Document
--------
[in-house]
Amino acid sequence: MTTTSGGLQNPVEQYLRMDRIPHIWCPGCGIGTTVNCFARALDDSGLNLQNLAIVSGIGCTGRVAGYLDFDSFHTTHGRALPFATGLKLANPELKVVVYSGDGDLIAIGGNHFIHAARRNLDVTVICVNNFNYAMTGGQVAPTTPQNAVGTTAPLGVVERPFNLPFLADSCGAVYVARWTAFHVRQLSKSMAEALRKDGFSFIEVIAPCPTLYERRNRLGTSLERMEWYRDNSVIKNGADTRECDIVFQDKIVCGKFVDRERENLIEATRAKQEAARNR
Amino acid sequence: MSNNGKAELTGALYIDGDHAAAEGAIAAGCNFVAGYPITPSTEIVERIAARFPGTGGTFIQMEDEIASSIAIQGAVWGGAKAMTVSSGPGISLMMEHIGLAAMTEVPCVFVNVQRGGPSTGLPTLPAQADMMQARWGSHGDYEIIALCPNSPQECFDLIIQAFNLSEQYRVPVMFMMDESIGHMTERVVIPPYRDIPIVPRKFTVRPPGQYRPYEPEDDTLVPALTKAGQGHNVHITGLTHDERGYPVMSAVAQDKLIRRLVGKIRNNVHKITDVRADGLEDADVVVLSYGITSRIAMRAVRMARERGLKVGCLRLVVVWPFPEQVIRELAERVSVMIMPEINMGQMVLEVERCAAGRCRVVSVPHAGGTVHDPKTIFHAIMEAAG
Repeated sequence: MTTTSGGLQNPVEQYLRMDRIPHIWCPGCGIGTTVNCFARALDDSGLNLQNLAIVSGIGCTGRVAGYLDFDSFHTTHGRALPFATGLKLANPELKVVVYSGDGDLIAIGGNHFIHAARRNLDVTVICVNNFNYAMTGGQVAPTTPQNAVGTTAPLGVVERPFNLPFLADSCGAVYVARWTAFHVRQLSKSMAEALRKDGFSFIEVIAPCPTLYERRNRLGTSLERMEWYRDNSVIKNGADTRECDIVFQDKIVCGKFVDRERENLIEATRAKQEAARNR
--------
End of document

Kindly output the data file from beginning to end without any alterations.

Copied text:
[in-house]
Amino acid sequence: MTTTSGGLQNPVEQYLRMDRIPHIWCPGCGIGTTVNCFARALDDSGLNLQNLAIVSGIGCTGRVAGYLDFDSFHTTHGRALPFATGLKLANPELKVVVYSGDGDLIAIGGNHFIHAARRNLDVTVICVNNFNYAMTGGQVAPTTPQNAVGTTAPLGVVERPFNLPFLADSCGAVYVARWTAFHVRQLSKSMAEALRKDGFSFIEVIAPCPTLYERRNRLGTSLERMEWYRDNSVIKNGADTRECDIVFQDKIVCGKFVDRERENLIEATRAKQEAARNR
Amino acid sequence: MSNNGKAELTGALYIDGDHAAAEGAIAAGCNFVAGYPITPSTEIVERIAARFPGTGGTFIQMEDEIASSIAIQGAVWGGAKAMTVSSGPGISLMMEHIGLAAMTEVPCVFVNVQRGGPSTGLPTLPAQADMMQARWGSHGDYEIIALCPNSPQECFDLIIQAFNLSEQYRVPVMFMMDESIGHMTERVVIPPYRDIPIVPRKFTVRPPGQYRPYEPEDDTLVPALTKAGQGHNVHITGLTHDERGYPVMSAVAQDKLIRRLVGKIRNNVHKITDVRADGLEDADVVVLSYGITSRIAMRAVRMARERGLKVGCLRLVVVWPFPEQVIRELAERVSVMIMPEINMGQMVLEVERCAAGRCRVVSVPHAGGTVHDPKTIFHAIMEAAG
Repeated sequence: MTTTSGGLQNPVEQYLRMDRIPHIWCPGCGIGTTVNCFARALDDSGLNLQNLAIVSGIGCTGRVAGYLDFDSFHTTHGRALPFATGLKLANPELKVVVYSGDGDLIAIGGNHFIHAARRNLDVTVICVNNFNYAMTGGQVAPTTPQNAVGTTAPLGVVERPFNLPFLADSCGAVYVARWTAFHVRQLSKSMAEALRKDGFSFIEVIAPCPTLYERRNRLGTSLERMEWYRDNSVIKNGADTRECDIVFQDKIVCGKFVDRERENLIEATRAKQEAARNR